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MLB Commissioner Addresses New Cheating Allegations and the Dodgers Come Out Looking Cleaner

MLB writer Evan Drellich has a new book out, and it contains allegations from anonymous Red Sox sources that the Dodgers are, among other things, the “biggest cheaters in the whole [bleeping] industry.” This caught the eyes of some baseball personalities, especially those whose identities are tied up, either due to the radio market they work in or their brother being on the team that cheated to win the World Series, in proving the Astros were merely MLB’s scapegoats in the whole sign-stealing debacle.

Los Angeles manager Dave Roberts was asked about the allegations, and he bluntly said they’re untrue. He also added that LA and several other teams were investigated and MLB didn’t find anything.

On Friday, commissioner Rob Manfred didn’t mention Roberts by name, but he confirmed what Doc said.

“Real-time, in the period of time the book discussed, there were many allegations about different clubs. We took each and every one of those allegations seriously. We don’t announce when we’re investigating — our general rule is, sometimes we get asked directly and tell the truth, but in general, if people aren’t asking about investigations, we don’t announce that we’re doing that.

“I think it has been without fail, if we find something in an investigation, we discipline and we make that discipline public and usually have written some explanation for why we’re doing what we’re doing.”

“I can tell you, with respect to all the allegations that came in that 2017, 2018 time period, they were all investigated and you know who was disciplined. That’s the best I can tell you about that period of time.”

“I think we learned a lot of lessons from what went on in that time period. I think we have far more surveillance in the ballparks to ensure that sign stealing can’t go on. I think that the discipline and public reaction to what happened with Houston also has sort of pushed people back in line, maybe people are more cautious about these things.”

That should put the matter to rest, right? Nah, that’s not how conspiracy theories work. But for those of us looking at things clearly, here’s a summary:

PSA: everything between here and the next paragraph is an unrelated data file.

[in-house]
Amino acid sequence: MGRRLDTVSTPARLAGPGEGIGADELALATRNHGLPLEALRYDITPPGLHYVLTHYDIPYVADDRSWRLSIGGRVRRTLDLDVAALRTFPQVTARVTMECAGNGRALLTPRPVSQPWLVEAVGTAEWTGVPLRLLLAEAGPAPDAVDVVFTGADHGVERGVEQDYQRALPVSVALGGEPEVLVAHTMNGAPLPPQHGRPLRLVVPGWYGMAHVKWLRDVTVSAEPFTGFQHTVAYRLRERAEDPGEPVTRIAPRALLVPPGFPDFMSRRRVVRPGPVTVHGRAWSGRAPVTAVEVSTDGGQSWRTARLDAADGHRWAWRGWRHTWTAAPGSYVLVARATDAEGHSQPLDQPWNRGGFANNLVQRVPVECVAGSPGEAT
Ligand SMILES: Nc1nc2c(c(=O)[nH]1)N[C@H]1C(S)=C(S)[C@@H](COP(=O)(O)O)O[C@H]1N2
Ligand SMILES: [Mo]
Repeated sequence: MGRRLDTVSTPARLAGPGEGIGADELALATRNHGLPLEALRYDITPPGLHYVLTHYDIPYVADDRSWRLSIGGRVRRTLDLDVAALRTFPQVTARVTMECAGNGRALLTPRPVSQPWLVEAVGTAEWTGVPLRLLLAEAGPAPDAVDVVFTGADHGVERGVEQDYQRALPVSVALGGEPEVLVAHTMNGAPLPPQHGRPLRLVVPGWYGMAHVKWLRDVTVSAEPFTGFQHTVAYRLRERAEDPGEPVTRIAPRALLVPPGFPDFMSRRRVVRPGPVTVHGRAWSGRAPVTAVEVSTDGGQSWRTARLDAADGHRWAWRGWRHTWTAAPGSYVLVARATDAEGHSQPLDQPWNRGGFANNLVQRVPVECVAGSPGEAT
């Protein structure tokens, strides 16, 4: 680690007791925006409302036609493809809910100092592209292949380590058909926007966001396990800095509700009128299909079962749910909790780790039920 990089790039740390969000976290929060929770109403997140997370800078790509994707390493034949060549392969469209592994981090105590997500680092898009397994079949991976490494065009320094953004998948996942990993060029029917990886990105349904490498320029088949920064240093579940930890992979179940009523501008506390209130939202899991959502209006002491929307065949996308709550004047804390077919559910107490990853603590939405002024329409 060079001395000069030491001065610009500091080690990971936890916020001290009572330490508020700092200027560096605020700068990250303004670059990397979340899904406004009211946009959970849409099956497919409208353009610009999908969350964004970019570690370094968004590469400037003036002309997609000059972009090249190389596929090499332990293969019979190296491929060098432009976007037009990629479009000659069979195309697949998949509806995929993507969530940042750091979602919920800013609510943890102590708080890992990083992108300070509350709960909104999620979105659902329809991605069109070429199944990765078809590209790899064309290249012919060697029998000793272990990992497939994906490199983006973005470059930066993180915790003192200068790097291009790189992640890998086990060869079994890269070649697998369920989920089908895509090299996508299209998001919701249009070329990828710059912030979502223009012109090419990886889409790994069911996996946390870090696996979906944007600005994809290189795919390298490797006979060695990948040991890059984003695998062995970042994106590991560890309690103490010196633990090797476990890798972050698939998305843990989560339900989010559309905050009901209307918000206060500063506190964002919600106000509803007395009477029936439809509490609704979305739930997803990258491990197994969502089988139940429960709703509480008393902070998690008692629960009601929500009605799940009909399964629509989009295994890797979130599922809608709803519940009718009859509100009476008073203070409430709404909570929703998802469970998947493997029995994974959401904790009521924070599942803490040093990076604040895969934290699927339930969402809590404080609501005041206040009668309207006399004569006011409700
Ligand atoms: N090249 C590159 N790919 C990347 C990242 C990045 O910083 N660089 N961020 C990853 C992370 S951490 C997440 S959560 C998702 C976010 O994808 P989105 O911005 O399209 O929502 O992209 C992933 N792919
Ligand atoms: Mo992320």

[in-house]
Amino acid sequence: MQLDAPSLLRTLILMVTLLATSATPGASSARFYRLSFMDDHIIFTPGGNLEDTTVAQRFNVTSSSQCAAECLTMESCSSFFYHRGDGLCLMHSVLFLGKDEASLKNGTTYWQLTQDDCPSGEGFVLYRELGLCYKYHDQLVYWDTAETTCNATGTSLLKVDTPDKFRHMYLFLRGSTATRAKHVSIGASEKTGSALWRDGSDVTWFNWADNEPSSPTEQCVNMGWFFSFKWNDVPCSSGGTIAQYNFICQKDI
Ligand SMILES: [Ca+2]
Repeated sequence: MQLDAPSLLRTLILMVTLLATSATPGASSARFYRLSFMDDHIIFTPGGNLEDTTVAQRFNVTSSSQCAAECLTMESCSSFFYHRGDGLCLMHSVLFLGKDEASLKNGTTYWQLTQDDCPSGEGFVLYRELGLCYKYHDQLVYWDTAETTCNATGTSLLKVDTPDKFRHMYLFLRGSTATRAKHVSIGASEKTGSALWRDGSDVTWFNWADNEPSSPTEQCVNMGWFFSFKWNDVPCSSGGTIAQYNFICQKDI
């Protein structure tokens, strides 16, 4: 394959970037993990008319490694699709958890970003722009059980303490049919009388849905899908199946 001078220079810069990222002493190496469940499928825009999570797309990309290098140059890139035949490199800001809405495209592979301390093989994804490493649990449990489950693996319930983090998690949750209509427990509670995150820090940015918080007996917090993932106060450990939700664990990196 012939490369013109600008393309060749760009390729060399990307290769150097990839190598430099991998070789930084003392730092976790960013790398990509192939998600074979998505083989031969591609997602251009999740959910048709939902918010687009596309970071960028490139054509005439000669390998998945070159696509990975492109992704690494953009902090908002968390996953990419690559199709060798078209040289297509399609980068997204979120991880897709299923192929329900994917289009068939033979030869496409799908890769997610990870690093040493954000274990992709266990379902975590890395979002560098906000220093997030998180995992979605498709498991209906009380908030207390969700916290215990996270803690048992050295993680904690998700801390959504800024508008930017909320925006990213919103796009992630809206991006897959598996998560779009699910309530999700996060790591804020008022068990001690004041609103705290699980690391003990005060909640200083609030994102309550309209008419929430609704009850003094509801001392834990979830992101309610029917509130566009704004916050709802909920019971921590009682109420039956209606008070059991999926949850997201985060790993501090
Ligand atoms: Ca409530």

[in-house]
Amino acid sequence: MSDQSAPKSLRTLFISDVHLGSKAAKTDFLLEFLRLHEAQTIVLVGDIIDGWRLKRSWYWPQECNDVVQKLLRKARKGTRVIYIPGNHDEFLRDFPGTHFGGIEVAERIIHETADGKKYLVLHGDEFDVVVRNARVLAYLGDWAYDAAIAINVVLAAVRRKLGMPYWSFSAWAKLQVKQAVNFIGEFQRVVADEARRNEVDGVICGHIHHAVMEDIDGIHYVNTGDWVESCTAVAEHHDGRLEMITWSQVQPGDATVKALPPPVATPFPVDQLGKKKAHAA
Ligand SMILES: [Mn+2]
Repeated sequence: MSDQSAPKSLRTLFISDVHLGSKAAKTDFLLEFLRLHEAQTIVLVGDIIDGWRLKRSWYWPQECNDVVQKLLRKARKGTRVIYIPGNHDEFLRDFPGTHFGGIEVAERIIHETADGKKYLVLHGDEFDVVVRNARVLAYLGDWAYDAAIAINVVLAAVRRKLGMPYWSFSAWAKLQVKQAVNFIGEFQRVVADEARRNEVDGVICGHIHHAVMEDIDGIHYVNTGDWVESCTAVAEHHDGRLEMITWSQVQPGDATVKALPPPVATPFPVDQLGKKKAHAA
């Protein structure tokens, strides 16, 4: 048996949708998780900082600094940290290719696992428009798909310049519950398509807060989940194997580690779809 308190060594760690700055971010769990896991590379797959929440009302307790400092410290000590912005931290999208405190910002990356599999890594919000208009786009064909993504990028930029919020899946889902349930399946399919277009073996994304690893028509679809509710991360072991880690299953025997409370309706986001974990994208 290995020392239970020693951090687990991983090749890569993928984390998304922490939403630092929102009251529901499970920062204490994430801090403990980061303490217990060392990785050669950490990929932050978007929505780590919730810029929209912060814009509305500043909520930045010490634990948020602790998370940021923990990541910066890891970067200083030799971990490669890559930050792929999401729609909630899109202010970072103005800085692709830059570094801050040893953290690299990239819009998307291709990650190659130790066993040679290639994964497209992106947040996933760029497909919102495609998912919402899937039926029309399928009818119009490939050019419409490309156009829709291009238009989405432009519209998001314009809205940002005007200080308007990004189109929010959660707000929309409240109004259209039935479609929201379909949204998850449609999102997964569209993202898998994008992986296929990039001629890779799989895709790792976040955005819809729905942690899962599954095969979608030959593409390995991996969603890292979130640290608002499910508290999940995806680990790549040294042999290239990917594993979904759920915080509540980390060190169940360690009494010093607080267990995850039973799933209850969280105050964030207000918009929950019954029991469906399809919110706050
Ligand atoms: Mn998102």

• There’s no reason to believe the Dodgers cheated other than people screaming “Everyone was doing it!” and hoping the screaming will eventually make it true.
  • There have been no plausible allegations of specific ways in which the Dodgers cheated.
  • The league performed an investigation and found no evidence the Dodgers cheated.

Darn. I guess those Houston radio personalities and/or the siblings of the cheaters will have to go back to the drawing board. Or double down, as people like them usually do.

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Jeff Snider

Jeff was born into a Dodgers family in Southern California and is now raising a Dodgers family of his own in Utah. During his previous career as an executive at a technology company, he began writing about baseball in his spare time. After leaving corporate America in 2014, he started doing it professionally. Jeff wrote and edited for Baseball Essential for years before joining Dodgers Nation. He's also the co-host of the Locked On Dodgers podcast, a daily podcast that brings the smart fan's perspective on our Boys in Blue. Jeff has a degree in English from Brigham Young University. Favorite Player: Clayton Kershaw Favorite Moment: Kirk Gibson's homer will always have a place, but Kershaw's homer on Opening Day 2013 might be the winner.

One Comment

  1. I really have to laugh when the commissioner talks about handing out punishment to the cheating Astros. He did the absolute least he could do. None of the players involved were punished at all! At the very least that series should have bee vacated and recorded why in the history books for all to see for ever. I personally think the players and coaches involved should have been banned from baseball!

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